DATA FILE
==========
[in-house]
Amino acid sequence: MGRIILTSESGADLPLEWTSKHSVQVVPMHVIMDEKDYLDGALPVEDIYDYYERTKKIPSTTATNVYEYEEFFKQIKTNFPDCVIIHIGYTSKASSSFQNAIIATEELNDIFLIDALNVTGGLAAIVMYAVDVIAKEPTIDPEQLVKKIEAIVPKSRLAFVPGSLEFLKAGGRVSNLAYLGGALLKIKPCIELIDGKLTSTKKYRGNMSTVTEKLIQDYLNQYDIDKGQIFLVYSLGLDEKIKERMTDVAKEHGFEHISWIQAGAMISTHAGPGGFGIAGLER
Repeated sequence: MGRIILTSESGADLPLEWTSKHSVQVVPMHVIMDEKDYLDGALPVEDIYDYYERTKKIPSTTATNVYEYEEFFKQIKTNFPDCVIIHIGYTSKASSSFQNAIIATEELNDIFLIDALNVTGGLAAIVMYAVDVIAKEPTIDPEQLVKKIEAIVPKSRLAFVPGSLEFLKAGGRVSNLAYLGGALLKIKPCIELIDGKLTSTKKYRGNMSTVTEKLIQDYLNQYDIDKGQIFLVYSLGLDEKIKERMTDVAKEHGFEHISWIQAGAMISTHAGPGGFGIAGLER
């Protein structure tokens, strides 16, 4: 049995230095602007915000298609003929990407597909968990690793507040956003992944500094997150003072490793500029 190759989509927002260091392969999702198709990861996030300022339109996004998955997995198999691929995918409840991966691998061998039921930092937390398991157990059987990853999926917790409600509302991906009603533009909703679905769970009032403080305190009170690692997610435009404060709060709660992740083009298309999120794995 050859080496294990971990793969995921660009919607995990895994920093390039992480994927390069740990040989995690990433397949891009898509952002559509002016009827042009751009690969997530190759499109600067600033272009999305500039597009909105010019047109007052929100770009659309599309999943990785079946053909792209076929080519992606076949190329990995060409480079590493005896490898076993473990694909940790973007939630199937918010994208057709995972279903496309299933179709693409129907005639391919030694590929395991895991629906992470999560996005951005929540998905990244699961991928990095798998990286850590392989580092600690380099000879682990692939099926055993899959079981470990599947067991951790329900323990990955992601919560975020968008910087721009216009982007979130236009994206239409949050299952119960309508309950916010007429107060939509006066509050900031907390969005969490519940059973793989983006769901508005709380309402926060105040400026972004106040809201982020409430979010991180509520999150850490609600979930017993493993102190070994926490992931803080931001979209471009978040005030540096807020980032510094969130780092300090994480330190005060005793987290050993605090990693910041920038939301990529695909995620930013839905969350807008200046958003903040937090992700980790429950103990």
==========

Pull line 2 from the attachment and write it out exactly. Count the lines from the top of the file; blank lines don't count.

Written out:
Amino acid sequence: MGRIILTSESGADLPLEWTSKHSVQVVPMHVIMDEKDYLDGALPVEDIYDYYERTKKIPSTTATNVYEYEEFFKQIKTNFPDCVIIHIGYTSKASSSFQNAIIATEELNDIFLIDALNVTGGLAAIVMYAVDVIAKEPTIDPEQLVKKIEAIVPKSRLAFVPGSLEFLKAGGRVSNLAYLGGALLKIKPCIELIDGKLTSTKKYRGNMSTVTEKLIQDYLNQYDIDKGQIFLVYSLGLDEKIKERMTDVAKEHGFEHISWIQAGAMISTHAGPGGFGIAGLER